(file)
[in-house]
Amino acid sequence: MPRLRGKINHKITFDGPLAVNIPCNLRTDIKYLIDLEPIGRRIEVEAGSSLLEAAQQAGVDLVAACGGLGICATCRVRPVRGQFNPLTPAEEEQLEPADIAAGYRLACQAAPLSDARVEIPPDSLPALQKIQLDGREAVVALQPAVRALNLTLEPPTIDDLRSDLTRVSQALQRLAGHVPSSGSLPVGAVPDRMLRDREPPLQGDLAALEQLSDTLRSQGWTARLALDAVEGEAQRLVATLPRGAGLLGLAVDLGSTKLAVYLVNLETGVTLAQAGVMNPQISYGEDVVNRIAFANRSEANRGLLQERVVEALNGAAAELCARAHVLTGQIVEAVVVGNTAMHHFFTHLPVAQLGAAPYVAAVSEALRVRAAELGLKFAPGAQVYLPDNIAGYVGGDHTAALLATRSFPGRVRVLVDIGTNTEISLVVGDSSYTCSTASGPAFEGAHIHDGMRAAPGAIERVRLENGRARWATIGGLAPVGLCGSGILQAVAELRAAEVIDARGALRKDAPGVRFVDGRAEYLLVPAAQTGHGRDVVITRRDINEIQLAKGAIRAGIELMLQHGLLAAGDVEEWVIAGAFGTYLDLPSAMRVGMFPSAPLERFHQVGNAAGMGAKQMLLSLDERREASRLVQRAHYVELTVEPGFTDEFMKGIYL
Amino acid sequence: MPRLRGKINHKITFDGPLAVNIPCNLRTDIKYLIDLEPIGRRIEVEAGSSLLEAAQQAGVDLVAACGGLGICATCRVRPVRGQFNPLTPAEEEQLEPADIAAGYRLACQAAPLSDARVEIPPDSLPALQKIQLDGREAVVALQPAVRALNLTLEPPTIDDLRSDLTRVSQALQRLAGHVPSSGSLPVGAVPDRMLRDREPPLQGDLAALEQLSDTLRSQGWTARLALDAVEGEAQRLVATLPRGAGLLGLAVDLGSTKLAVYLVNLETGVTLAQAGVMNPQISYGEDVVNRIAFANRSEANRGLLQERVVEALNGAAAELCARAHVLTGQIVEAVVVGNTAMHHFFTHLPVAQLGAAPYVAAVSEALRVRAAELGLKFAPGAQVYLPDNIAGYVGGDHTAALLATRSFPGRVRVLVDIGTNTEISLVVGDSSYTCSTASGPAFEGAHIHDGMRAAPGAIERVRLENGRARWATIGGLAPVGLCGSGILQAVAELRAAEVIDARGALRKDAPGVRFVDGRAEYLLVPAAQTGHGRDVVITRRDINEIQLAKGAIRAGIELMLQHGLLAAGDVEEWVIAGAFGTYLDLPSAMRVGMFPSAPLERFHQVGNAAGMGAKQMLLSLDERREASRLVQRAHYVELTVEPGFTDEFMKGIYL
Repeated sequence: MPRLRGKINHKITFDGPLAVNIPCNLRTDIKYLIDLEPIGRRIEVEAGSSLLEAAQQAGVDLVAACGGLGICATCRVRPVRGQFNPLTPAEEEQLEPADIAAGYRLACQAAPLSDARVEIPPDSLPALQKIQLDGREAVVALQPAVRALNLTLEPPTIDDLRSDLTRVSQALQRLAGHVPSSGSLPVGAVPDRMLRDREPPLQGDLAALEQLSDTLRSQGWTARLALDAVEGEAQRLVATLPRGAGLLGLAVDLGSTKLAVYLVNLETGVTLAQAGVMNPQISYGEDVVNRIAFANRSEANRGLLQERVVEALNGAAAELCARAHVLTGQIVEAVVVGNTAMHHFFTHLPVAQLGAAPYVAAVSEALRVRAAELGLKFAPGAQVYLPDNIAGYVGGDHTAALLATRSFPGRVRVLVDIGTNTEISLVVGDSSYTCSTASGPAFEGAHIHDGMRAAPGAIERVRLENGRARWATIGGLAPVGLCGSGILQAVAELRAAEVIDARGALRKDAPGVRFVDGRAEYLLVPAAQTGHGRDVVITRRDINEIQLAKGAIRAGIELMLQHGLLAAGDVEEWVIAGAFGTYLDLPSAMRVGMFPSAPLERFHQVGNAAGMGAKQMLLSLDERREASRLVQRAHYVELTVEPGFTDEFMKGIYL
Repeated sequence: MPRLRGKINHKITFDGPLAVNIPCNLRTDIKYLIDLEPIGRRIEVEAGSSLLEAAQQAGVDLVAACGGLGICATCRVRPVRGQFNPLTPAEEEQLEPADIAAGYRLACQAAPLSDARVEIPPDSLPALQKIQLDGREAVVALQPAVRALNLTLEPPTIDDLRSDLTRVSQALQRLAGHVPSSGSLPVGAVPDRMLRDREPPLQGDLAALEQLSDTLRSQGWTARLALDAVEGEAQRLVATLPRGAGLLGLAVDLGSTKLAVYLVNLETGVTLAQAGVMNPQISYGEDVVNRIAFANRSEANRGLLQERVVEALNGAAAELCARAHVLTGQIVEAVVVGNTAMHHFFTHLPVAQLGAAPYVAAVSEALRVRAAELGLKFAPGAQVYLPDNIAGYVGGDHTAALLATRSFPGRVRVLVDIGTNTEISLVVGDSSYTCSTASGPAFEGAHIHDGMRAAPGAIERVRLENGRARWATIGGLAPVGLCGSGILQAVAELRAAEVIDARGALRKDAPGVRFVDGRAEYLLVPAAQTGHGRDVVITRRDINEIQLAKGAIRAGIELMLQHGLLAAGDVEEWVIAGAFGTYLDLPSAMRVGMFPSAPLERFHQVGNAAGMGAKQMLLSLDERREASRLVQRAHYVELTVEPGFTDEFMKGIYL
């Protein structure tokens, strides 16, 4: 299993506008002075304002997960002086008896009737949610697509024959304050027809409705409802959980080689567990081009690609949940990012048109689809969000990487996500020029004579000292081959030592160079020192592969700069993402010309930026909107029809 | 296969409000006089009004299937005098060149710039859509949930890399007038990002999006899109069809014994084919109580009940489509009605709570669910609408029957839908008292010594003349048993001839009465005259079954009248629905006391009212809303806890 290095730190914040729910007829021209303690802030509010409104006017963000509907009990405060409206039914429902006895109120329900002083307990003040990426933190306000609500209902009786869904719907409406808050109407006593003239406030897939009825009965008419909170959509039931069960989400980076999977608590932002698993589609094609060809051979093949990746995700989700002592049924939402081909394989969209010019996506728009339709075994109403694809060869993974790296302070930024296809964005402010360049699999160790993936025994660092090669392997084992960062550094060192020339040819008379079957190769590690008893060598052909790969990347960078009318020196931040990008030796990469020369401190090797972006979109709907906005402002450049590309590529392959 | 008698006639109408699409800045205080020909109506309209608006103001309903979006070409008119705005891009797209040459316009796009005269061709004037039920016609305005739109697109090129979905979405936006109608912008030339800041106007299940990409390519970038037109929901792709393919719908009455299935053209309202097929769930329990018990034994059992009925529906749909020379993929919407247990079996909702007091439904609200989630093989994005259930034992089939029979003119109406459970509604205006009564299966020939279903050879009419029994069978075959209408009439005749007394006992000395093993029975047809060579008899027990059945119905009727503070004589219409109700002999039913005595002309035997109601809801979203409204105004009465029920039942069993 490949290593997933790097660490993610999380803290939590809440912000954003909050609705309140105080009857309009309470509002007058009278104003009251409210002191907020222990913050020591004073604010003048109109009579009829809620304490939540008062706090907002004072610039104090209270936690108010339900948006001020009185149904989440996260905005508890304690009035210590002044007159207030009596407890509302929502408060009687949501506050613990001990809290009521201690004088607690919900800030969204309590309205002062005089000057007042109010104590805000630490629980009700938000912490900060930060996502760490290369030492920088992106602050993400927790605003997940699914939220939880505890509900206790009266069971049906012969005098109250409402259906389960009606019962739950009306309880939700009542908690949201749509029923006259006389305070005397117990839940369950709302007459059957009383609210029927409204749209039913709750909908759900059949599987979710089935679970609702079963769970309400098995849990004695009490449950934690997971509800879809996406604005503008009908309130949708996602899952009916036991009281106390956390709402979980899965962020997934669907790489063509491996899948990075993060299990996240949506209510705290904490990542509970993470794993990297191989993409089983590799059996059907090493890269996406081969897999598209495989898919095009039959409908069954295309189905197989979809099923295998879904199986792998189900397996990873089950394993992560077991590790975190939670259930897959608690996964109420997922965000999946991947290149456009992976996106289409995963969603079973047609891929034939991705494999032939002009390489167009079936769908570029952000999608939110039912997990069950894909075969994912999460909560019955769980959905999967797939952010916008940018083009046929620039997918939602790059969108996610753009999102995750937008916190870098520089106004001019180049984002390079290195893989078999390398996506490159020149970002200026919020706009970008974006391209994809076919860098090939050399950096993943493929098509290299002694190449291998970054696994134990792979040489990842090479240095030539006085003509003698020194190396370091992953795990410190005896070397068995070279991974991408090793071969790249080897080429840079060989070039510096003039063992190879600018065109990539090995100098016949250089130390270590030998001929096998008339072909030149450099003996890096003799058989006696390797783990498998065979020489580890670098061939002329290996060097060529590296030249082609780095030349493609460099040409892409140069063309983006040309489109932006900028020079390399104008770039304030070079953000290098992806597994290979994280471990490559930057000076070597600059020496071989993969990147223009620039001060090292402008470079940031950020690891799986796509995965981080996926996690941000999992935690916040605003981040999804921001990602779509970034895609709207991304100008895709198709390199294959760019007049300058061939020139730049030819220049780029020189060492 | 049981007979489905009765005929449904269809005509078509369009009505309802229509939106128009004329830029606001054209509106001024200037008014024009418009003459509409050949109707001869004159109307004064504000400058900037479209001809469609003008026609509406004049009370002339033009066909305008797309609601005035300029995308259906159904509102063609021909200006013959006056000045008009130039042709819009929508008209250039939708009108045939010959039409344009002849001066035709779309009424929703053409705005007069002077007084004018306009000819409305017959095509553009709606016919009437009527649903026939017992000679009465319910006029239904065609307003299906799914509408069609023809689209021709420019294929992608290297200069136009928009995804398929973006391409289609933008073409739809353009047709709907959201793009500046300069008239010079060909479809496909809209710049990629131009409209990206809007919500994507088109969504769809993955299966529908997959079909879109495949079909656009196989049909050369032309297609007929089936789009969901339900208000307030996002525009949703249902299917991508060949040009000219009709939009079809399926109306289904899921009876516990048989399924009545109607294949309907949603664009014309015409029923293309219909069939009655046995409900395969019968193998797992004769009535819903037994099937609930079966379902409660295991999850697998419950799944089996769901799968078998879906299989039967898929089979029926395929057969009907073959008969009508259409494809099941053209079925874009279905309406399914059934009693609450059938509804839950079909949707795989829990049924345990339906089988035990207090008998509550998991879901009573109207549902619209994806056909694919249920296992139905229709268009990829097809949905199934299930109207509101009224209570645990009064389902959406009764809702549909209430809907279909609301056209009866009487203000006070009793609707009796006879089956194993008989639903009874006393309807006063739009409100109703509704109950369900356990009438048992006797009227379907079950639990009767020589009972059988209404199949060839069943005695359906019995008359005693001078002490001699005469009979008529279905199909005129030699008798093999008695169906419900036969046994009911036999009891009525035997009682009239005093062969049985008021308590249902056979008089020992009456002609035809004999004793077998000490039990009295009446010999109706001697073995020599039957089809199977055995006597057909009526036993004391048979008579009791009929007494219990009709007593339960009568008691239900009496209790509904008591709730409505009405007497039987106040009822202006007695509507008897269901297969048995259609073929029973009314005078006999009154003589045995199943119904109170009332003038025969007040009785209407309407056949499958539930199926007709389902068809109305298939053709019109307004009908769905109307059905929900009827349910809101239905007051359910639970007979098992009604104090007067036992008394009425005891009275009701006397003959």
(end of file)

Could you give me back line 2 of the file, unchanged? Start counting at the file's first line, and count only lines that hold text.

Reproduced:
Amino acid sequence: MPRLRGKINHKITFDGPLAVNIPCNLRTDIKYLIDLEPIGRRIEVEAGSSLLEAAQQAGVDLVAACGGLGICATCRVRPVRGQFNPLTPAEEEQLEPADIAAGYRLACQAAPLSDARVEIPPDSLPALQKIQLDGREAVVALQPAVRALNLTLEPPTIDDLRSDLTRVSQALQRLAGHVPSSGSLPVGAVPDRMLRDREPPLQGDLAALEQLSDTLRSQGWTARLALDAVEGEAQRLVATLPRGAGLLGLAVDLGSTKLAVYLVNLETGVTLAQAGVMNPQISYGEDVVNRIAFANRSEANRGLLQERVVEALNGAAAELCARAHVLTGQIVEAVVVGNTAMHHFFTHLPVAQLGAAPYVAAVSEALRVRAAELGLKFAPGAQVYLPDNIAGYVGGDHTAALLATRSFPGRVRVLVDIGTNTEISLVVGDSSYTCSTASGPAFEGAHIHDGMRAAPGAIERVRLENGRARWATIGGLAPVGLCGSGILQAVAELRAAEVIDARGALRKDAPGVRFVDGRAEYLLVPAAQTGHGRDVVITRRDINEIQLAKGAIRAGIELMLQHGLLAAGDVEEWVIAGAFGTYLDLPSAMRVGMFPSAPLERFHQVGNAAGMGAKQMLLSLDERREASRLVQRAHYVELTVEPGFTDEFMKGIYL